In November, Drew Houston became the new executive director of Citizens Project, a long-time advocacy group in Colorado Springs that focuses on issues of equity and inclusion, justice and civic engagement.
Houston is a native of Colorado Springs and got her first taste of community activism when she fought to change her school's mascot.
Now, several months into the job, Houston spoke with KRCC's Mike Procell about her new role, what led her to it and what she hopes for the organization moving forward.
KRCC's Mike Procell: In the ensuing years after high school, you held a number of social justice-oriented roles as both a volunteer and a professional. What were some of those experiences like?
Drew Houston: Most recent history, I worked as a community organizer for a health equity foundation. Equity is one of those broad terms that encompasses so very much. Social justice is certainly well served by seeking equity for all.
I also did some work with CONO (Council of Neighbors and Organizations) as a volunteer as they worked on one of their programs for the Southeast side of Colorado Springs.
KRCC: Anything in particular stand out from those programs?
Houston: One of the major standouts was the community leadership program that is offered through the Center for Creative Leadership. That program just delved so deeply, not only into how to lead others, but first how to lead yourself. I walked away from that program feeling fundamentally changed for the better.
KRCC: And you're sort of drawn to the verbs, literally, in the mission statement of Citizens Project, which would be engaging, empowering, and challenging the community. Any concrete plans yet how you've begun to implement going forward?
Houston: A lot of our work has been surrounding continuing the efforts that have already been in place. And now we also have an opportunity to look forward and examine how we take action surrounding our newly identified value system.
Citizens Project has been known for championing diversity, equality and separation of church and state. And while we will continue to do that, those will fall under the umbrella of our new values of equity, inclusion, and justice. We are really having some intentional conversations and some strategic planning about the actions that we will take that champion those values.
KRCC: On that note, one of the more recent developments in the city of Colorado Springs is the Law Enforcement, Transparency and Accountability Commission or LETAC. Do you see that as enough?
Houston: One of my volunteer opportunities was my involvement with the Colorado Springs Illumination Project. That was a joint effort to increase trust, to increase transparency and communication between CSPD and the Colorado Springs community. Those conversations started at a time when a lot of people were saying, “Why are you stirring the pot?”
Since then, things have happened in Colorado Springs that have caused the community to sit up and take notice and to recognize that there is work to be done in this area. So for myself, I am very excited. And I definitely think that LETAC is a step in the right direction, and a necessary step to take.
Previous coverage on the Colorado Springs Police Commission:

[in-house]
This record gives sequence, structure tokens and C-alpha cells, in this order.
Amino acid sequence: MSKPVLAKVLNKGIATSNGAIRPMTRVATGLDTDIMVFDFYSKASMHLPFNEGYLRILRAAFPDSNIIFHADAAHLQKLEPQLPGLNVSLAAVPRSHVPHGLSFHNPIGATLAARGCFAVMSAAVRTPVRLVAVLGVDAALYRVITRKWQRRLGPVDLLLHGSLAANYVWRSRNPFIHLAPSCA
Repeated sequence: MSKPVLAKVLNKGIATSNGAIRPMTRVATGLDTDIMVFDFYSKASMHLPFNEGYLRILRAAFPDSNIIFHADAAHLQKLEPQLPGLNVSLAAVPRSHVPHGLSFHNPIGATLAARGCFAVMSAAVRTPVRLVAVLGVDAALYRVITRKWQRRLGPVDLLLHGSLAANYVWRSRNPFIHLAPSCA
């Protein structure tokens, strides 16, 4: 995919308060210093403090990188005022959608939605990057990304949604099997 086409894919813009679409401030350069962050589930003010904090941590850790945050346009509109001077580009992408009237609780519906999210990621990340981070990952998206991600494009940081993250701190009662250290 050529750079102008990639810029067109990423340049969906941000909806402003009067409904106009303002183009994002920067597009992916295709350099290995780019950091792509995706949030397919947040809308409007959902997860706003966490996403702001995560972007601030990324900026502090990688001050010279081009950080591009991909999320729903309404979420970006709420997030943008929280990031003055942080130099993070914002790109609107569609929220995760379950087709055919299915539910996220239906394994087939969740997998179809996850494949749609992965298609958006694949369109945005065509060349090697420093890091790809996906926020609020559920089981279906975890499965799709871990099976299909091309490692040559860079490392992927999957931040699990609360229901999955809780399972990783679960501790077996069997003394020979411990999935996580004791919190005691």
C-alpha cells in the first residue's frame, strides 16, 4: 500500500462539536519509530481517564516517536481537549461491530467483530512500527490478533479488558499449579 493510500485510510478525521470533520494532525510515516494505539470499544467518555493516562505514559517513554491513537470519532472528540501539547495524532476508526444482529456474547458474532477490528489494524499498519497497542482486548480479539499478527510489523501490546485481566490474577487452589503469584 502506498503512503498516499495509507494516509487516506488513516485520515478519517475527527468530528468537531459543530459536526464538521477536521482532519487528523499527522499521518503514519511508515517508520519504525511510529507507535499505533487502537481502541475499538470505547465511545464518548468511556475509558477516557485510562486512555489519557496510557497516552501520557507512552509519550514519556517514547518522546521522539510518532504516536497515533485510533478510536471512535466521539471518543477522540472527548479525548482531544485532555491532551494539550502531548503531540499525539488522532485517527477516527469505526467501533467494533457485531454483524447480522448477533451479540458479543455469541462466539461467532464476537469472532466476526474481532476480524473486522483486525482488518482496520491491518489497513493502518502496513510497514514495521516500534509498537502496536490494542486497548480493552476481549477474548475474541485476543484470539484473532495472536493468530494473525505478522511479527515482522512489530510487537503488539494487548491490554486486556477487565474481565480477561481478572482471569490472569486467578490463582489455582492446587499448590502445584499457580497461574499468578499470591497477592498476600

- Jan. 19, 2021: Colorado Springs Police Accountability Group Wants Community Input On Racial Bias, Use Of Force And More
- Nov. 9, 2020: First Up For Colorado Springs Police Accountability Commission? Next Year’s Police Budget
- Sept. 22, 2020: Colorado Springs City Council Appoints 11 Residents To Lead Newly Formed Police Accountability Commission
- July 14, 2020: Colorado Springs City Council Approves Formation Of Police Advisory Committee
KRCC: With so many pressing issues, does one in particular stand out, or are they all equally vying for your attention?
Houston: I would say they're all equally vying. What I will say is that the biggest addition or change in my opinion is the addition of justice. So from my perspective, I definitely have an eye toward racial justice. I think that this new justice umbrella really gives us an opportunity to put our stamp on issues that perhaps we wouldn't have before.
KRCC: Are there any past accomplishments of the organization that sort of resonate with you personally or in particular?
Houston: I think it says quite a lot for an organization such as Citizens Project to have so much trust within the Colorado Springs community. We are trusted to be a source of nonpartisan information.
KRCC: Trust is a huge thing in the type of work you're doing.
Houston: My goal is absolutely to continue to lead in such a way that we maintain that level of trust and accountability to our community.
KRCC: Anything else you’d like to add or let the Colorado Springs community know about you and or Citizens Project?
Houston: What I would really like folks to know is we are really interested in collaboration. We are open to ideas. We are open to dialogue with individuals and with other organizations in the community. And if there are supporters out there who are concerned or don’t understand our official values statement changing, I would love to have those conversations.
You can always reach out to Citizens Project via social media or the website, by phone (719-520-9899) or by email (either firstname.lastname@example.org or email@example.com).
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